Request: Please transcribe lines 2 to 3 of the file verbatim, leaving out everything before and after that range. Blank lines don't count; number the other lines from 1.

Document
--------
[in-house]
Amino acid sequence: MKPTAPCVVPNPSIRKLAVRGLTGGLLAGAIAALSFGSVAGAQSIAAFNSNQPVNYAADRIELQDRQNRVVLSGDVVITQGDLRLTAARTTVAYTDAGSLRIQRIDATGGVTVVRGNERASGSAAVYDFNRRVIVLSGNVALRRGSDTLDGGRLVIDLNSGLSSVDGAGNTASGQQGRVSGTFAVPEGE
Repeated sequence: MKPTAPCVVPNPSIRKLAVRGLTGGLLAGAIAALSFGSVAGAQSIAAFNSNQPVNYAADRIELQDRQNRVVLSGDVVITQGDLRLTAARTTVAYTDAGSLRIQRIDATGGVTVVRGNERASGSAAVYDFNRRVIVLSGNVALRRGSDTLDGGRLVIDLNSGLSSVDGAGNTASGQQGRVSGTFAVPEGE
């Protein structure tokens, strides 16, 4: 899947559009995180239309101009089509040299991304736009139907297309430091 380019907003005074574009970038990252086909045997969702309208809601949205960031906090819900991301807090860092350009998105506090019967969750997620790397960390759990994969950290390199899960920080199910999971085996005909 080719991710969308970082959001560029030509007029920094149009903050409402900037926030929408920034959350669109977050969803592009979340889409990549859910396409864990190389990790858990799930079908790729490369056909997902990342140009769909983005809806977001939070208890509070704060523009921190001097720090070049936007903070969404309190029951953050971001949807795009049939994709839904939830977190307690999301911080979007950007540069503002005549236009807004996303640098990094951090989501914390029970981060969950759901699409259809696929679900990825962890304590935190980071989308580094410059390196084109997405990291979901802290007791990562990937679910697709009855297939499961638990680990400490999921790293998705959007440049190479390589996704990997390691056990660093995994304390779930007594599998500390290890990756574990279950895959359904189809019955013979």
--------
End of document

Amino acid sequence: MKPTAPCVVPNPSIRKLAVRGLTGGLLAGAIAALSFGSVAGAQSIAAFNSNQPVNYAADRIELQDRQNRVVLSGDVVITQGDLRLTAARTTVAYTDAGSLRIQRIDATGGVTVVRGNERASGSAAVYDFNRRVIVLSGNVALRRGSDTLDGGRLVIDLNSGLSSVDGAGNTASGQQGRVSGTFAVPEGE
Repeated sequence: MKPTAPCVVPNPSIRKLAVRGLTGGLLAGAIAALSFGSVAGAQSIAAFNSNQPVNYAADRIELQDRQNRVVLSGDVVITQGDLRLTAARTTVAYTDAGSLRIQRIDATGGVTVVRGNERASGSAAVYDFNRRVIVLSGNVALRRGSDTLDGGRLVIDLNSGLSSVDGAGNTASGQQGRVSGTFAVPEGE